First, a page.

Jacksonville, FL: A significant percentage of women with chronic pelvic pain (CPP) acknowledge using cannabis and/or cannabis-products as a way to effectively mitigate their symptoms, according to data published in the Journal of Women’s Health. Chronic pelvic pain affects up to 15 percent of women in the United States.
A team of researchers affiliated with the Mayo Clinic surveyed 113 women with pelvic and perineal pain residing in a state where medical cannabis access is legal (Florida).
More than 20 percent of the subjects in the study reported using either cannabis or CBD, and 96 percent of them reported that cannabis products provided improvement for one or more symptoms, including pain, cramping, and sleep disturbances.
Authors concluded: “To our knowledge, this is the first study in the United States, which evaluated the prevalence of cannabis use among women with CPP. Our findings show that a clinically significant percentage of women use cannabis in addition to or as an alternative to traditional therapy for chronic pain.”
They added: “[U]sers indicated that cannabis improved CPP-related symptoms, decreased reliance on the health care system, and helped reduce use of opioid medications. Our findings provide important incremental evidence, and we hope to pave the way toward acceptance and consideration of cannabis as a therapeutic option for patients with debilitating pain to improve their quality of life.”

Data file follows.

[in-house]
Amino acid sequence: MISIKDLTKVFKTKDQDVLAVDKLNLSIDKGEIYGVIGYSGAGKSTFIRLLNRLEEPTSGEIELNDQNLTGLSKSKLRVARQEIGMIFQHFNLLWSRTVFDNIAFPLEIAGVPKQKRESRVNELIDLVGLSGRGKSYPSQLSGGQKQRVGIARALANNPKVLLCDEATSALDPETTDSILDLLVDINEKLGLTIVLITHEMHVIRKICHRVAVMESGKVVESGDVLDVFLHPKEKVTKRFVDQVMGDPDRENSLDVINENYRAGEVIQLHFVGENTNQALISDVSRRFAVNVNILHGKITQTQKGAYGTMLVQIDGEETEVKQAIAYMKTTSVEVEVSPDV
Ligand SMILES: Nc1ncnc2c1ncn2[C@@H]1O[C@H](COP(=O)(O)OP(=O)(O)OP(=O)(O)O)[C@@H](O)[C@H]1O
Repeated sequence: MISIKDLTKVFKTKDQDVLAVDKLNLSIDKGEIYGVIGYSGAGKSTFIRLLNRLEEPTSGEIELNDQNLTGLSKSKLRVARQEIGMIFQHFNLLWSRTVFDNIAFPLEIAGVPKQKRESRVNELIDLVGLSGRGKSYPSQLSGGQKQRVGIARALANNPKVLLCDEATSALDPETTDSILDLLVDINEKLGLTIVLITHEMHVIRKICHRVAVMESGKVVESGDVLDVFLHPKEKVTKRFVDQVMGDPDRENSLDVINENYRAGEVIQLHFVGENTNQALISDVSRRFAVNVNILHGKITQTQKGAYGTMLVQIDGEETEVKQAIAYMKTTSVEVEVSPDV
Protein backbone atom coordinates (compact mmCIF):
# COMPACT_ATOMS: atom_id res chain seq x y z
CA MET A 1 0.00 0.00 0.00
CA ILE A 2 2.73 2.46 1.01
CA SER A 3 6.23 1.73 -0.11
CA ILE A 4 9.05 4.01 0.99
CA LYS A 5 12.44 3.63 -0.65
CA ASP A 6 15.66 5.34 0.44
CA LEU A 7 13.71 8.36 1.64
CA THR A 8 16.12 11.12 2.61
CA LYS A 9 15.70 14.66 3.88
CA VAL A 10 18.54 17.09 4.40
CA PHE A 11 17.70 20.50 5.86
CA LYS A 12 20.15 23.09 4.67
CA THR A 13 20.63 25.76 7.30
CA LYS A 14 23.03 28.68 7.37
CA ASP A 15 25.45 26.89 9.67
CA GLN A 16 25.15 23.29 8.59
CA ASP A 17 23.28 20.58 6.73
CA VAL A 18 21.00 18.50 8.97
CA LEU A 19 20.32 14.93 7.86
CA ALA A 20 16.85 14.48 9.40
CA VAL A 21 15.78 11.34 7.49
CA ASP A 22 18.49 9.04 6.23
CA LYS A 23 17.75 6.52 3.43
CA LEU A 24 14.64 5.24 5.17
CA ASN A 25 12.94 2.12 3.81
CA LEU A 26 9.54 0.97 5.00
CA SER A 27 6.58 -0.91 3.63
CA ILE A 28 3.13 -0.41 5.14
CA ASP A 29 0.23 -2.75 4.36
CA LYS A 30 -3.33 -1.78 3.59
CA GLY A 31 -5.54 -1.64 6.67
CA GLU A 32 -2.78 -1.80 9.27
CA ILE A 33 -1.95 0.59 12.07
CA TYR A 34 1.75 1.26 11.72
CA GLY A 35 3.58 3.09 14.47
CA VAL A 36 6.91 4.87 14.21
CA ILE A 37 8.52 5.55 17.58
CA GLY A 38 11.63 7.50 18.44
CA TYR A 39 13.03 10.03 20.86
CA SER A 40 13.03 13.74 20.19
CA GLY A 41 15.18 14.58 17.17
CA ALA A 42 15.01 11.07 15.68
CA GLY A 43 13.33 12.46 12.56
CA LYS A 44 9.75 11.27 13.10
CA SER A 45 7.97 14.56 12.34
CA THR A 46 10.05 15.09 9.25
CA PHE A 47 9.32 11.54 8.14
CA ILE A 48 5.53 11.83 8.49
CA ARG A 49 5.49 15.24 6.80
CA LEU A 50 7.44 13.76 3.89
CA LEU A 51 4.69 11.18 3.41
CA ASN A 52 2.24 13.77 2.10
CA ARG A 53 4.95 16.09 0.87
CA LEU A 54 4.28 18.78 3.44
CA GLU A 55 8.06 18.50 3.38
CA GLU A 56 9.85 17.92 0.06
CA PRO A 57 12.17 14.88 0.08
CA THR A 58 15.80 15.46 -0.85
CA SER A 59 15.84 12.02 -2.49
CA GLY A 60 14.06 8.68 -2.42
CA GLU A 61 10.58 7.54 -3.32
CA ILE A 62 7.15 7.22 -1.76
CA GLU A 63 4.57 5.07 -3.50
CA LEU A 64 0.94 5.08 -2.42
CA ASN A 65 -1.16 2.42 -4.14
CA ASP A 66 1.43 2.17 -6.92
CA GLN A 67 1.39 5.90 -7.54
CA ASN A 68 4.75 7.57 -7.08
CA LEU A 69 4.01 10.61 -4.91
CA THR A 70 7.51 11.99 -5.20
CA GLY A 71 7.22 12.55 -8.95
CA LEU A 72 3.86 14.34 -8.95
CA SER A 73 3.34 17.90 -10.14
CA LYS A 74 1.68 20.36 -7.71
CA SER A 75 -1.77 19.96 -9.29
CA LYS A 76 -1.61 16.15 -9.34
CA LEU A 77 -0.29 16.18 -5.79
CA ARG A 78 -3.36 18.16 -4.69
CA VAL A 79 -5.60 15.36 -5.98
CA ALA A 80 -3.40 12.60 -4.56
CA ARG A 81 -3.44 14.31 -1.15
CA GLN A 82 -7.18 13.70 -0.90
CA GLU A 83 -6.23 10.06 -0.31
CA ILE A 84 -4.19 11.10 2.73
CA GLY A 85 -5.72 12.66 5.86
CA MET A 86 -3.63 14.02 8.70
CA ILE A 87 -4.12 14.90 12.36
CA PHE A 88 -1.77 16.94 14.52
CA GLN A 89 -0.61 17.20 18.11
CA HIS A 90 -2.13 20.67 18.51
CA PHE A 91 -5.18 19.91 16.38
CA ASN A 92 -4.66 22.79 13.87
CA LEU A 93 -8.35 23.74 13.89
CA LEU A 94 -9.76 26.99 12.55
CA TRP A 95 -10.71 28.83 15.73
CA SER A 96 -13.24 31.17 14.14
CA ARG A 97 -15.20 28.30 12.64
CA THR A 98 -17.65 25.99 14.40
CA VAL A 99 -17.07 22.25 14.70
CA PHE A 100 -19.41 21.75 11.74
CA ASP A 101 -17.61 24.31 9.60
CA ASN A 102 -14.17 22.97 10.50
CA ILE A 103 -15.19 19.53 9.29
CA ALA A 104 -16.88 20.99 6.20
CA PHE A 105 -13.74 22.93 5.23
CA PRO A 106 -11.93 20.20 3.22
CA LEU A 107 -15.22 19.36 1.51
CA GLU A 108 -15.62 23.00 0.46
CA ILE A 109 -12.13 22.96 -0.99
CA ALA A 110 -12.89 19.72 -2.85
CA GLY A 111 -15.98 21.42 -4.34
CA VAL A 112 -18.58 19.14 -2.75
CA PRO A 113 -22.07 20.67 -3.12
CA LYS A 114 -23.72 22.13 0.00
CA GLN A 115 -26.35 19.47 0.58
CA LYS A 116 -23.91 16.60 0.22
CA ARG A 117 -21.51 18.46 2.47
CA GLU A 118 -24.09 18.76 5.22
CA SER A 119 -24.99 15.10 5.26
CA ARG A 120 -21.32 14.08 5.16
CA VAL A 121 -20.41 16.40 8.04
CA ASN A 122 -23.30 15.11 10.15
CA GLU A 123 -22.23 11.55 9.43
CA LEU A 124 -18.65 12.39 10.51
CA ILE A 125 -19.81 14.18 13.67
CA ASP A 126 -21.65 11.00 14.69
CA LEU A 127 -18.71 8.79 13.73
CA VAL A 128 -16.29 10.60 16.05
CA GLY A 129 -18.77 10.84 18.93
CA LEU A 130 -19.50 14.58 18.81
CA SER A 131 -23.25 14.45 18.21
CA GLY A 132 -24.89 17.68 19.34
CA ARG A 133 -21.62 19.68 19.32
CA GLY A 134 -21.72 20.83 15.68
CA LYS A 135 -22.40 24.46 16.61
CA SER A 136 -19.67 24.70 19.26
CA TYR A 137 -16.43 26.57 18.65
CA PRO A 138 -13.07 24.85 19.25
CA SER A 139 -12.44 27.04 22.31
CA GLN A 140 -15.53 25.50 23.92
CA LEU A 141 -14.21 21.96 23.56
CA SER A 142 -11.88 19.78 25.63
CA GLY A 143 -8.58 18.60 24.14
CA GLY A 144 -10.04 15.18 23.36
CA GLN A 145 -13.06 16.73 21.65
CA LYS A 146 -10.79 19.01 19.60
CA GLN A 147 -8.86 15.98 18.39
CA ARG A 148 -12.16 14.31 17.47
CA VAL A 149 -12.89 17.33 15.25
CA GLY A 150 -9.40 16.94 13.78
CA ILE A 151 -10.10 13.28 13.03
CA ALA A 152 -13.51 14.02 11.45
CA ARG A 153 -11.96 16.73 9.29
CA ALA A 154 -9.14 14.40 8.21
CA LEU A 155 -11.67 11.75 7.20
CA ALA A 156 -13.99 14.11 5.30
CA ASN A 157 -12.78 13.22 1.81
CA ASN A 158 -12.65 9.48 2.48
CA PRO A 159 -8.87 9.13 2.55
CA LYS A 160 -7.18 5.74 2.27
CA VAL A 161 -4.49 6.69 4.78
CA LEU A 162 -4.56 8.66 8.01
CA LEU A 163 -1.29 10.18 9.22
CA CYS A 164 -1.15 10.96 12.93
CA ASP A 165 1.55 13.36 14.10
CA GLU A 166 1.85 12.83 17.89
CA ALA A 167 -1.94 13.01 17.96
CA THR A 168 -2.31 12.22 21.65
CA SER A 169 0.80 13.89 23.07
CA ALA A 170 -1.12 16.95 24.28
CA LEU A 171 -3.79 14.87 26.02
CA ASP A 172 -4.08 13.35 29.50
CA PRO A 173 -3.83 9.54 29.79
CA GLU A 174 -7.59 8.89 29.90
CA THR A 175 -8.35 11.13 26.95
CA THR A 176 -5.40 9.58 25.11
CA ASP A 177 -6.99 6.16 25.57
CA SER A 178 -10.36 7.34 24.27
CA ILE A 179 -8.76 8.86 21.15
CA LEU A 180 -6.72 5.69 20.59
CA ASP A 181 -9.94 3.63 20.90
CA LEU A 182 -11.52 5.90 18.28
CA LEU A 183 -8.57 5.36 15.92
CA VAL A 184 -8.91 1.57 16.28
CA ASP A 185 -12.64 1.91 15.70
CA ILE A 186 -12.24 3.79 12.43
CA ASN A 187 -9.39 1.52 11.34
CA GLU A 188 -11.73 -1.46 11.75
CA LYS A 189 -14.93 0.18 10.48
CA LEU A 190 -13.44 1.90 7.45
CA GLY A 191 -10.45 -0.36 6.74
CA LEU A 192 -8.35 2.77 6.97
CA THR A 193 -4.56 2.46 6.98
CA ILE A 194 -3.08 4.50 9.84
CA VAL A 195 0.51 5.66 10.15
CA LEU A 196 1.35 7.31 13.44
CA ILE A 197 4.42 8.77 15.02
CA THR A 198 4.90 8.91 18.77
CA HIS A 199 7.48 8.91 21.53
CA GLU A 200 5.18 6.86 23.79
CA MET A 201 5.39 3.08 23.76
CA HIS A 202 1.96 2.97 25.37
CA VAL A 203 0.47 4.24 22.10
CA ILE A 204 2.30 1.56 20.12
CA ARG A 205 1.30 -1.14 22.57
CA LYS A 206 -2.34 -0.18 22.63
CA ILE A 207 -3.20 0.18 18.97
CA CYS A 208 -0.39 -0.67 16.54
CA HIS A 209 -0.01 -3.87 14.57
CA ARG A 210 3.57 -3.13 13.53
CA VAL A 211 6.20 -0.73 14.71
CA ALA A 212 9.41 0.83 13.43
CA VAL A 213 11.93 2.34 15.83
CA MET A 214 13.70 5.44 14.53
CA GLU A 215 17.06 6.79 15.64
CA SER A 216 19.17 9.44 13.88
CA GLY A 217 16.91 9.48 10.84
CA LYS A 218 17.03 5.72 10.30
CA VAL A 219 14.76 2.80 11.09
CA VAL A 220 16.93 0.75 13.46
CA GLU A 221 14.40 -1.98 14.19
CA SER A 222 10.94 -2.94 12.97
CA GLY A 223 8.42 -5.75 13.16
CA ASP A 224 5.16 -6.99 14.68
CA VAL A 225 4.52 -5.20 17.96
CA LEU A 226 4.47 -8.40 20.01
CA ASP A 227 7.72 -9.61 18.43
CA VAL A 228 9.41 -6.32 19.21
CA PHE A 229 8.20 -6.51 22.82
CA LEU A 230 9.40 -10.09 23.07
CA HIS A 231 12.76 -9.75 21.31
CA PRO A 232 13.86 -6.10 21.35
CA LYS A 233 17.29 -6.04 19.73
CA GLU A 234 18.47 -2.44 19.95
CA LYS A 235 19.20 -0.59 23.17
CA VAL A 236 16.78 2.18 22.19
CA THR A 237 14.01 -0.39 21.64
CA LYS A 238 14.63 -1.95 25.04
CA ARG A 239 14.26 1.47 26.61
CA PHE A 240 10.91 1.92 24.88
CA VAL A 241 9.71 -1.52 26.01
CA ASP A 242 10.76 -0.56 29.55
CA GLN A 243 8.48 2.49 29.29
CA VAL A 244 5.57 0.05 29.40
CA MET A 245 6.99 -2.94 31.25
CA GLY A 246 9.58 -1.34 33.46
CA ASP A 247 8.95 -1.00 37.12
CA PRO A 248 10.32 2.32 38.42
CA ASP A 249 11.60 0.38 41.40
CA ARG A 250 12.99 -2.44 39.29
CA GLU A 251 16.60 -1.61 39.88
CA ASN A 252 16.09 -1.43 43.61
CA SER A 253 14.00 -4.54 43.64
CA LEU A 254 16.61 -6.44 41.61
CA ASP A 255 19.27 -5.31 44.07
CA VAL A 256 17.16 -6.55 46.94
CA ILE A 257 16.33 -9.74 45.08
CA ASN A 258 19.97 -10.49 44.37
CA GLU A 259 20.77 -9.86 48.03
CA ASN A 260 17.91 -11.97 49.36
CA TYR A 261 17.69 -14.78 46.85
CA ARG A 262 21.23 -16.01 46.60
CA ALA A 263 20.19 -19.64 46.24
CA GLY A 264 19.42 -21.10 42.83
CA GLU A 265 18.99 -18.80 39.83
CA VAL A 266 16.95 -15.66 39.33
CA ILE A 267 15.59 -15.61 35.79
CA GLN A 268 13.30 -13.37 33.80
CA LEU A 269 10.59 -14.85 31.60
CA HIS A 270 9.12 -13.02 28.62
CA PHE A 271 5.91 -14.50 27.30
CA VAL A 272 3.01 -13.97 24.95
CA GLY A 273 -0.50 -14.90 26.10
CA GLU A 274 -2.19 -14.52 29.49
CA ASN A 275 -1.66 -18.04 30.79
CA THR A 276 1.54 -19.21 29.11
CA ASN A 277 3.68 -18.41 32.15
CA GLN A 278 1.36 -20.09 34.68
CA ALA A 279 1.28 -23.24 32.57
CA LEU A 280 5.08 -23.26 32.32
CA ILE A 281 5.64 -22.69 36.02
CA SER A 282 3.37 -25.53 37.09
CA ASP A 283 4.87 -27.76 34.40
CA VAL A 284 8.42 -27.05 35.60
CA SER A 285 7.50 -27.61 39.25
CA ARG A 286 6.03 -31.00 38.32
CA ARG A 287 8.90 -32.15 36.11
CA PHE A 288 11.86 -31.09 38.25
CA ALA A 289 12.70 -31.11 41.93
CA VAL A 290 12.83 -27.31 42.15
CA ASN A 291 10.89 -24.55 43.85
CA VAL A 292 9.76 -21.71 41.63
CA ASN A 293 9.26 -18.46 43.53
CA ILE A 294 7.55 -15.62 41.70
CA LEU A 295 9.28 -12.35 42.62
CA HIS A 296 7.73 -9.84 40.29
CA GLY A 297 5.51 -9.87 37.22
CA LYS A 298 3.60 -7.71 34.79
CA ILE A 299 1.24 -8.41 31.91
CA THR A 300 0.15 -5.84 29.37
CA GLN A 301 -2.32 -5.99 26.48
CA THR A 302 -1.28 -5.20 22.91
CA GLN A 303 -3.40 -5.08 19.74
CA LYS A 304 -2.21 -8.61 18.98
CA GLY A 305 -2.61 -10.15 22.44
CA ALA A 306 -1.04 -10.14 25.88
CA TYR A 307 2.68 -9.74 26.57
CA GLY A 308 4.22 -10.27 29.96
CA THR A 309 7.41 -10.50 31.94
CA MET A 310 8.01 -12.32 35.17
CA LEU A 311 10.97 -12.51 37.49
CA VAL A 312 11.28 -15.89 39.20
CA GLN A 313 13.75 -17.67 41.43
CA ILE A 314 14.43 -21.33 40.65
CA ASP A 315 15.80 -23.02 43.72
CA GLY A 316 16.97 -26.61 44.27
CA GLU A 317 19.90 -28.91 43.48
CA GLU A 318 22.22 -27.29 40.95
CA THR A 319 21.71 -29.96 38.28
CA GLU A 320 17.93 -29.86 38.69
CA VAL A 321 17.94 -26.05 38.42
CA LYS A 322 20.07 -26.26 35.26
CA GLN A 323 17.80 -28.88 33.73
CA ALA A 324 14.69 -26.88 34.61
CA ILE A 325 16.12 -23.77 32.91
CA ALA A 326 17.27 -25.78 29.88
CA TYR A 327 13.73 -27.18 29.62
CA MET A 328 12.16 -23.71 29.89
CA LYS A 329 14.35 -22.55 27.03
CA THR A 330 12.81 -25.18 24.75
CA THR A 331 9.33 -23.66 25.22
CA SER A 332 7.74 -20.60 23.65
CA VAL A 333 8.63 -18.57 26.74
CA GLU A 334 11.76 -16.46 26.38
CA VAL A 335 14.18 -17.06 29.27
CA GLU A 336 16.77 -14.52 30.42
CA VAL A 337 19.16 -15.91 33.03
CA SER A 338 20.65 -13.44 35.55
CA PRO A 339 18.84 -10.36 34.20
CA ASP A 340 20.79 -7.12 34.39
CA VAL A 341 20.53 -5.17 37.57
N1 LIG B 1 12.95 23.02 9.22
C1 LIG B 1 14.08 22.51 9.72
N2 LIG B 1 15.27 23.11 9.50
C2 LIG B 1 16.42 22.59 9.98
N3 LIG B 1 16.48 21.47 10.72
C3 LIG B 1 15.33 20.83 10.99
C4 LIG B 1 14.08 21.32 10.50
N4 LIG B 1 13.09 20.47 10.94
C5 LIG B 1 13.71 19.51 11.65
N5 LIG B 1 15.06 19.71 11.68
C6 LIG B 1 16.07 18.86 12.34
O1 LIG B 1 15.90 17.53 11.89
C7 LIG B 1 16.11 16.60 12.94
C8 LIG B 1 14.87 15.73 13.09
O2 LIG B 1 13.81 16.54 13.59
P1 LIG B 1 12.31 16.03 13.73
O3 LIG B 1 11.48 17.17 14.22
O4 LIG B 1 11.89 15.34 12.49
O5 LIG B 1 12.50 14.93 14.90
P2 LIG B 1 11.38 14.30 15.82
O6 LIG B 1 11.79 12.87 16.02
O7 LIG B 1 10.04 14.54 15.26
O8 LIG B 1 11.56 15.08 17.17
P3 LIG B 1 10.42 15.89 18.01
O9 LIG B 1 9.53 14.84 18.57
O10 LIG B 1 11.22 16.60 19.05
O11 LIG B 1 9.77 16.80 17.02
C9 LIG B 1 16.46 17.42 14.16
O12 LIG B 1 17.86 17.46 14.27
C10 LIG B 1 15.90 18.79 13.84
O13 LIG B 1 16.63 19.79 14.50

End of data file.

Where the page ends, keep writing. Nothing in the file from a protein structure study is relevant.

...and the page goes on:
Separate data from Canada reports that the frequency with which women acknowledge using cannabis for pelvic pain has increased following the enactment of adult-use legalization. Authors of the study further reported, “post-legalization, cannabis users were less likely to require daily opioids” – a finding that is consistent with dozens of prior studies.
Full text of the first study, “Use of cannabis for self-management of chronic pelvic pain,” appears in the Journal of Women’s Health. Full text of the second study, “Recreational cannabis use before and after legalization in women with pelvic pain,” appears in Obstetrics and Gynecology. Additional information is available in the NORML fact sheet, “Relationship Between Marijuana and Opioids.”